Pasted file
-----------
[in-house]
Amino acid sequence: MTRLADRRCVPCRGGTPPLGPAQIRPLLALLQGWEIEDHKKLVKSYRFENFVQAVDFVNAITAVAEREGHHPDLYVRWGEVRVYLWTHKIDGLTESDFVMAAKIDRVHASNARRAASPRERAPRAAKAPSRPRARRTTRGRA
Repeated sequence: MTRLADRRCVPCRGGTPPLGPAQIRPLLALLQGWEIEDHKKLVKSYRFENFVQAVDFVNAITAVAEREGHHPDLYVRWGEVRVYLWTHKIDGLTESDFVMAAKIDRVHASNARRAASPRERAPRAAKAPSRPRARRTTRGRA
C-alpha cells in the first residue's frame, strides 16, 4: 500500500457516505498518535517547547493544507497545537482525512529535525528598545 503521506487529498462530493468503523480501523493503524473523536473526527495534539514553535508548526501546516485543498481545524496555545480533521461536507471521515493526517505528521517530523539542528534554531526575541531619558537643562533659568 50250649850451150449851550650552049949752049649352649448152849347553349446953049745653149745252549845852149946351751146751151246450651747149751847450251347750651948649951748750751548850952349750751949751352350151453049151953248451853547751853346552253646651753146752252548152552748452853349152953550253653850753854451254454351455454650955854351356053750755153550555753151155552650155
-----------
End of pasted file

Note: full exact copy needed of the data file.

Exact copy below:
[in-house]
Amino acid sequence: MTRLADRRCVPCRGGTPPLGPAQIRPLLALLQGWEIEDHKKLVKSYRFENFVQAVDFVNAITAVAEREGHHPDLYVRWGEVRVYLWTHKIDGLTESDFVMAAKIDRVHASNARRAASPRERAPRAAKAPSRPRARRTTRGRA
Repeated sequence: MTRLADRRCVPCRGGTPPLGPAQIRPLLALLQGWEIEDHKKLVKSYRFENFVQAVDFVNAITAVAEREGHHPDLYVRWGEVRVYLWTHKIDGLTESDFVMAAKIDRVHASNARRAASPRERAPRAAKAPSRPRARRTTRGRA
C-alpha cells in the first residue's frame, strides 16, 4: 500500500457516505498518535517547547493544507497545537482525512529535525528598545 503521506487529498462530493468503523480501523493503524473523536473526527495534539514553535508548526501546516485543498481545524496555545480533521461536507471521515493526517505528521517530523539542528534554531526575541531619558537643562533659568 50250649850451150449851550650552049949752049649352649448152849347553349446953049745653149745252549845852149946351751146751151246450651747149751847450251347750651948649951748750751548850952349750751949751352350151453049151953248451853547751853346552253646651753146752252548152552748452853349152953550253653850753854451254454351455454650955854351356053750755153550555753151155552650155